Uber, Google, Ford, General Motors are just a few of the many companies which are working on the development of autonomous cars and companies in Canada also want their share of the pie. Yet, many questions remain unanswered, whether in terms of security or legislative framework, Quebec and several other Canadian provinces still do not have laws in this area. Thus, are Quebec And Canada, in general, ready for autonomous cars?
Safety issues for autonomous cars
The revolution is on the march, say the big automakers and giants of Silicon Valley, talking about autonomous cars that roll on the roads of Canada but especially on the arteries of the USA, as part of various road tests on public roads.
Yet, despite promises of cars without wheels or pedals, and driver, more importantly, able to carry passengers from one end to another in big cities without a hitch, several obstacles still stand before the dream of a fully autonomous vehicle.
First, in terms of safety, there are worrying reports regarding the efficiency of the sensors used, as well as the quick reflexes of the future automated “drivers”.
Earlier this week, Uber, one of the leading players in the autonomous car industry, announced the suspension of all its tests following a fatal accident. The autonomous car, the Uber’s driverless car, has fatally crossed over a woman who was crossing the road on a pedestrian crossing.
The US Federal Highway Safety Agency has opened an investigation.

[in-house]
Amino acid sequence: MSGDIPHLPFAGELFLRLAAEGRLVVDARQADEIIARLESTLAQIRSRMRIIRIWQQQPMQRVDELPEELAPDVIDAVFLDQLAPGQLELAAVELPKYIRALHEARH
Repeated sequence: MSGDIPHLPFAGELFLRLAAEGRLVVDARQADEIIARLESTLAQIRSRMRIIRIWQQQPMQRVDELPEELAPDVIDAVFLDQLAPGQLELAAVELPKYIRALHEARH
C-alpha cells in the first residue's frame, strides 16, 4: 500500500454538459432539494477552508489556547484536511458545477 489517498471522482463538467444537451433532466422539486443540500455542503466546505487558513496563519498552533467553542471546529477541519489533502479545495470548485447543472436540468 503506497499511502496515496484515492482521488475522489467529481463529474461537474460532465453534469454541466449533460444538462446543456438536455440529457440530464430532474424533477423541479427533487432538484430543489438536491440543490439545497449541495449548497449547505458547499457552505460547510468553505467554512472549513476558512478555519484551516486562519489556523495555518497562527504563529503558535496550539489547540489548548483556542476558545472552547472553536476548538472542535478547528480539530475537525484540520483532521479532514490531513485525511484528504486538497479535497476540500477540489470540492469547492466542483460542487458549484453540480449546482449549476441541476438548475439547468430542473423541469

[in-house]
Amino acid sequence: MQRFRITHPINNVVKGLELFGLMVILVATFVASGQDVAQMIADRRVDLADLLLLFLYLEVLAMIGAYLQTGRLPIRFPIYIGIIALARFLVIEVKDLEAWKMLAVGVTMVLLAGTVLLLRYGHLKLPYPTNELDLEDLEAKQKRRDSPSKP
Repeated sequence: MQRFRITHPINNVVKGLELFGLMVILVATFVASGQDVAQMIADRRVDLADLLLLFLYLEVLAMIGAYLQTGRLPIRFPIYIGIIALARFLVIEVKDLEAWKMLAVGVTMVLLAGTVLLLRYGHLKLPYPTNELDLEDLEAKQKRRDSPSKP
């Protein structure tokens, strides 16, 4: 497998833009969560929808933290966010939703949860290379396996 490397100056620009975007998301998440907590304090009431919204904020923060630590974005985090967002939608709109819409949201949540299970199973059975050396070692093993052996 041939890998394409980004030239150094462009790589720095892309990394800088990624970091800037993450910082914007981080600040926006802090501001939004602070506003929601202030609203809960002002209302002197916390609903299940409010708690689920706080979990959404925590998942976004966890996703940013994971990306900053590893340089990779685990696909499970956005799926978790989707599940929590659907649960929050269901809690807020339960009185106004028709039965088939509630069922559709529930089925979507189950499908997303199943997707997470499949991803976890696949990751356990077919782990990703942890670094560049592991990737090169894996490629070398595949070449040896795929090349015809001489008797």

The legislation is missing
After safety, there comes the obstacle of the legislation. Several states in the United States have laws dealing with the testing and circulation of autonomous cars, but in Canada and Quebec, authorities’ supervision is slow.
The Upper House issued a report early this year in which governments are urged to work together to address issues of the legality of autonomous cars, as well as the safety of passengers and pedestrians, and the protection of personal information.
For now, Ontario is the only province that has legislated to allow pilot projects for driverless cars.
In conclusion, there will pass some time before Quebec and Canada, in general, to be ready for autonomous cars or driverless cars, as they are popularly known.
Erin VanDyke lives on her family farm and has more than 35 years of hands-on experience with the use of livestock guard dogs for predator control. On their farm, Jan and her family use corgis as herding dogs and have raised Shetland sheep, Fainting goats, Morgan and Trakehner horses, and historic breeds of chickens and turkeys. Erin is also an active beekeeper.